Thursday, April 13, 2006

Patent prosecution conflicts

Three blogs have discussed conflicts issues presented by David Hricik; as a separate matter, one should take note of Joseph Hosteny's article on inequitable conduct that appears in the March 2006 issue of Intellectual Property Today ("The Patent Reform Act and Inequitable Conduct," at page 22; even if H.R. 2795 is pretty much dead.)
Does anyone talk about Pennie & Edmonds, Searle (Pfizer), and the University of Rochester on COX-2?

At Nipper's Invent Blog:

Legal Ethics Forum on “Patent Prosecution Conflicts.” Author David Hricik is looking for YOUR answers to questions like:

Lawyer in prosecuting application for Client A receives an office action rejecting a claim over a prior art reference. Lawyer looks, and that reference is owned by another Client, Client B….What sayeth you?

[In the variant Professor Hricik presented last year, there was a (publicly known) prior art reference in the file of client B which was relevant to the prosecution of the application of client A. That's a no-brainer (disclose) and I discussed it in Intellectual Property Today. In states like New Jersey, a lawyer has a duty to disclose publicly known material that is relevant, apart from any PTO duties. Of the above variant, typical prosecuting attornies DISTINGUISH references (which are presumed valid; see Donohue-II) rather than invalidate the reference. ]

At I/P Updates:

Thanks to Professor David Hricik at the Legal Ethics Forum for pointing to two different authorities that have so far held that it is per se unethical for a lawyer to provide a non-infringement or invalidity opinion about another client's patent. Va. Op. No. 1774 (Feb. 13, 2003); Andrew Corp. v. Beverly Mfg. Co., 2006 U.S. Dist. LEXIS 6360 (N.D. Ill. Feb. 16, 2006) (non-infringement). "Andrew is particularly worrisome (and wrong)," writes the Professor "because it concludes that an opinion given by a conflicted lawyer is 'incompetent' as a matter of law, and therefore inadmissible to defend against a charge of willful infringement.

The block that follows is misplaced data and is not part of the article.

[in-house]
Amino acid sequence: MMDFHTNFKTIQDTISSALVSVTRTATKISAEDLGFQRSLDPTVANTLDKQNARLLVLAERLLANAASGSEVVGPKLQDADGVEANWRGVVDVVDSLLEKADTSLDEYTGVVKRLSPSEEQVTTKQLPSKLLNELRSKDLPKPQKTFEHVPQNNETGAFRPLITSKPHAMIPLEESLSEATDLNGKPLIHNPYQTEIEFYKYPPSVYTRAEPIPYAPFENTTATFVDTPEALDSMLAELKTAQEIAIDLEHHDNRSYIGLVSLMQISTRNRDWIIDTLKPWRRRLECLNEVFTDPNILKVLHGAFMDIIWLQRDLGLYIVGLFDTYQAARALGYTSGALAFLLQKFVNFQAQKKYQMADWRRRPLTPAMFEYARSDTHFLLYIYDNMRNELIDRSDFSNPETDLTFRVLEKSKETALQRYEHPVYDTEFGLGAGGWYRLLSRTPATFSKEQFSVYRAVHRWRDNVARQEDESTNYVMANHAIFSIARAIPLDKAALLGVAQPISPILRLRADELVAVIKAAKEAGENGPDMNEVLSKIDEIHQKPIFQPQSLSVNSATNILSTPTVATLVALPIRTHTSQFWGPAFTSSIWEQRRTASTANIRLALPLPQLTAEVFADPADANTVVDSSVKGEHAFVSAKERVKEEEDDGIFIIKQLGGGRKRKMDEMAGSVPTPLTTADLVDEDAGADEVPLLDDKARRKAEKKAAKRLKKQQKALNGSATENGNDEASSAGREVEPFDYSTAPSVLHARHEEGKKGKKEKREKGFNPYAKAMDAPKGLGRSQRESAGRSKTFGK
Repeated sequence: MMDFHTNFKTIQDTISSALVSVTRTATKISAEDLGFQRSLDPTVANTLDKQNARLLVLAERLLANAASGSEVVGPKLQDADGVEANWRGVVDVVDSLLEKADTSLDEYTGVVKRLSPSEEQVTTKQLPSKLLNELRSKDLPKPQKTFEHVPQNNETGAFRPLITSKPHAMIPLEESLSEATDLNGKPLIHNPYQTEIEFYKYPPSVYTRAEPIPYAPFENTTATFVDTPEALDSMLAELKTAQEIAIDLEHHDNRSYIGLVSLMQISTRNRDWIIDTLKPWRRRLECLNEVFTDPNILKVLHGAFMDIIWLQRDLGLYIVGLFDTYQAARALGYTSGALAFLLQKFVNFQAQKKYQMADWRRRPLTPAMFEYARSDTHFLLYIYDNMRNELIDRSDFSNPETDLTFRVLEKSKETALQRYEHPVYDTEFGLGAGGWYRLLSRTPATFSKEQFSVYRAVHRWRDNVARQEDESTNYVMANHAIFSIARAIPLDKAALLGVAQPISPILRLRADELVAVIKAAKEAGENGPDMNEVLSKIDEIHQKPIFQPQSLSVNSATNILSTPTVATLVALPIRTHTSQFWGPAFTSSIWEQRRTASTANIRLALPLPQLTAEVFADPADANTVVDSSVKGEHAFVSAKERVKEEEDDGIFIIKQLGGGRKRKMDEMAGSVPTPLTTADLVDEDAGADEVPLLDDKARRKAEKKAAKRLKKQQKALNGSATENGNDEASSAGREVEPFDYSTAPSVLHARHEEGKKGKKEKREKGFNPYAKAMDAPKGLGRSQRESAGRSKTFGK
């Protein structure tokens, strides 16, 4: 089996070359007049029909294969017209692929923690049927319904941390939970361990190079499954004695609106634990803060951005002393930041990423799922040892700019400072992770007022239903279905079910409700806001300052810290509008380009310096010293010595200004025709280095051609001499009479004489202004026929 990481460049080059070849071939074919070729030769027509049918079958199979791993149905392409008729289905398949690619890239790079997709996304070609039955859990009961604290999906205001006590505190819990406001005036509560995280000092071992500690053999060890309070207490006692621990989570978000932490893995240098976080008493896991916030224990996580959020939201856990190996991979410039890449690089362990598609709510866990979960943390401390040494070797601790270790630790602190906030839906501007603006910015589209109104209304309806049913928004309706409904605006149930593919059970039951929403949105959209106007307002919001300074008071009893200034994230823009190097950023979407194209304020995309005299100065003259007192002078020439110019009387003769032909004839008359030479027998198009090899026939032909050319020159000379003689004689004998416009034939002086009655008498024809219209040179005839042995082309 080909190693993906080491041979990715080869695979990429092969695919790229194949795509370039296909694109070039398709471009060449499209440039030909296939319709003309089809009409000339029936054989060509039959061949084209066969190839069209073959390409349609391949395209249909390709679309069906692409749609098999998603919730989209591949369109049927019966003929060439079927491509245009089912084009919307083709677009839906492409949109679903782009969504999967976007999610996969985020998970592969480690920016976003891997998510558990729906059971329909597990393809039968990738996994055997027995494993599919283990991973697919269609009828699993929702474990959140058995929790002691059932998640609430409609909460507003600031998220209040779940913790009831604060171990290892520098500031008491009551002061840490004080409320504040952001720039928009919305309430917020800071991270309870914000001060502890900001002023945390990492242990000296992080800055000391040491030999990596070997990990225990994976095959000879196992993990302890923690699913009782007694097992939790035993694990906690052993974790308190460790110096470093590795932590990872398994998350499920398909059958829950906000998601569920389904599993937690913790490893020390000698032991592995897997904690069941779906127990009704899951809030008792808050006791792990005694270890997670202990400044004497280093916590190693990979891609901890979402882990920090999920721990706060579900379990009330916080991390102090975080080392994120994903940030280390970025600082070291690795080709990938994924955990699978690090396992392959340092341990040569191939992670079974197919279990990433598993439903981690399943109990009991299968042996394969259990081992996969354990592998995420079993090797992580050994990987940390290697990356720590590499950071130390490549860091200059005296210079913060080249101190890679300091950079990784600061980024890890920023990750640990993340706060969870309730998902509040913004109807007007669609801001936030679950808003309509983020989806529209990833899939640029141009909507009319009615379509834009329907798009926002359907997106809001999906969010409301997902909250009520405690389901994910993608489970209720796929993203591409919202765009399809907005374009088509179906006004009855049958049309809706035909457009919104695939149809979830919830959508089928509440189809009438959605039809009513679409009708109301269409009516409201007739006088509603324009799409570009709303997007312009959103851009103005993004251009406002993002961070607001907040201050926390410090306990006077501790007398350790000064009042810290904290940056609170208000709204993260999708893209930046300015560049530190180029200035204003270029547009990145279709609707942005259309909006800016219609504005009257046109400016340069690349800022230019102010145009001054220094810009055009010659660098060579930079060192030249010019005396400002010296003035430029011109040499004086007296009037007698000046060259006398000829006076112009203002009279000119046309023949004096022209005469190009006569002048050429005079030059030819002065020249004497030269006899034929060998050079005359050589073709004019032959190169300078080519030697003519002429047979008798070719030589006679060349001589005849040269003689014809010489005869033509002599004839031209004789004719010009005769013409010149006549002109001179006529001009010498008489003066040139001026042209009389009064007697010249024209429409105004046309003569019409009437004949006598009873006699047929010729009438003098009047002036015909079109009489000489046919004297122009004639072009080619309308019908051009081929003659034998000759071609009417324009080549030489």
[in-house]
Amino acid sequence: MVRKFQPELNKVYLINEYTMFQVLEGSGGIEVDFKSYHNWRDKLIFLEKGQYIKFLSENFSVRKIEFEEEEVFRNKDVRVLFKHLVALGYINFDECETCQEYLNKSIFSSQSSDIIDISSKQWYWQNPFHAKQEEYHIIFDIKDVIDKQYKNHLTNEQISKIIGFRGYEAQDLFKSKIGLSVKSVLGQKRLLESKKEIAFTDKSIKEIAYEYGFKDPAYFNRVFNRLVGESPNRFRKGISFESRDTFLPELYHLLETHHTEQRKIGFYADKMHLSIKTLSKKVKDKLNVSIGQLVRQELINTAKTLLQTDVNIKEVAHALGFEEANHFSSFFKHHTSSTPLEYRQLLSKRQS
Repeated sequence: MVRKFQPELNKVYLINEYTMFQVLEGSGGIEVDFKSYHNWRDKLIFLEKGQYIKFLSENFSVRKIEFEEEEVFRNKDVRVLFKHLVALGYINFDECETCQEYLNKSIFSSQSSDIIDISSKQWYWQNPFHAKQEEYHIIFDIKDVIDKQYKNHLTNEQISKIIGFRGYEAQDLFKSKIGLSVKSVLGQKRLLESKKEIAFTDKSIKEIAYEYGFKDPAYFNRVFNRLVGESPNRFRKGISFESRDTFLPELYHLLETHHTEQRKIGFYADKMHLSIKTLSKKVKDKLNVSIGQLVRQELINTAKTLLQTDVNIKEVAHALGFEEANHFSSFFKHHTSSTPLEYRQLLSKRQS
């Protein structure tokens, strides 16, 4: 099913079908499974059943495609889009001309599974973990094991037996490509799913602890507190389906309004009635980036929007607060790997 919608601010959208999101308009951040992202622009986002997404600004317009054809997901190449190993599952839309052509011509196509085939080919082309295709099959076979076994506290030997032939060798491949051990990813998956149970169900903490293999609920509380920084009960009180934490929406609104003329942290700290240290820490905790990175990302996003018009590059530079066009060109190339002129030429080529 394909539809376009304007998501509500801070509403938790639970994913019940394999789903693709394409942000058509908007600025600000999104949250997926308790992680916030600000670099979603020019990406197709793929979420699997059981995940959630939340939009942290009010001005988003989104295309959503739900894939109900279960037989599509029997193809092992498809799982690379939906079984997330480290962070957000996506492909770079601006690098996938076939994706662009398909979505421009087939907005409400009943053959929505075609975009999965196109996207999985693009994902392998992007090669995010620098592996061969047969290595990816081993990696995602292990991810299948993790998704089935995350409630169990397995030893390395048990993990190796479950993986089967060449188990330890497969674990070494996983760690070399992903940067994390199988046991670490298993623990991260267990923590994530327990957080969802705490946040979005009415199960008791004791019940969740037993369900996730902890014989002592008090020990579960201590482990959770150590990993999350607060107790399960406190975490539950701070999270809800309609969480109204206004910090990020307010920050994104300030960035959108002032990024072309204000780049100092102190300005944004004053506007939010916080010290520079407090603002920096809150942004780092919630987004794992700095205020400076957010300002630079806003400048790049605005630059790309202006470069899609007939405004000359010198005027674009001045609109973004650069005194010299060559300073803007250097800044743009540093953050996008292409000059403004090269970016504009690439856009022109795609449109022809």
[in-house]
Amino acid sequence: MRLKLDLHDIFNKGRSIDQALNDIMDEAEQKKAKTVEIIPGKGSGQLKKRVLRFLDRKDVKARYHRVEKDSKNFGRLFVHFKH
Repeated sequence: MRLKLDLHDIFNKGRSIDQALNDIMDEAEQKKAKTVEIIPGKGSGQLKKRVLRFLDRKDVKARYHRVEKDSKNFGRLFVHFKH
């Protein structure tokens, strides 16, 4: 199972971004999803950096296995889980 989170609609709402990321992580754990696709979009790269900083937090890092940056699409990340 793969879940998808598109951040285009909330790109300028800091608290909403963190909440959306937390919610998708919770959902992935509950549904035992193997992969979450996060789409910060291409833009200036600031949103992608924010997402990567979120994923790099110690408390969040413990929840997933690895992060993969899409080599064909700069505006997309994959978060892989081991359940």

In another post, Professor Hricik points to an opinion by a panel of the Federal Circuit that "held that the enforceability of a patent is determined by the 'would the information have been important to a reasonable examiner' standard, and not the (arguably) narrower standard established in 1992 in 37 CFR 1.56."

At Patently-O:

Professor David Hricik is a leading Intellectual Property Ethicist. He recently posted some questions about your thoughts on patent prosecution conflicts. Do these situations create conflicts of interest:

First example: In prosecuting application for Client A, lawyer receives an office action rejecting claims over a prior art reference that is owned by Client B. Is there a conflict? [your comments].

Second Example: Is it per se unethical for a lawyer to provide a non-infringement or invalidity opinion about another client's patent? [your comments].


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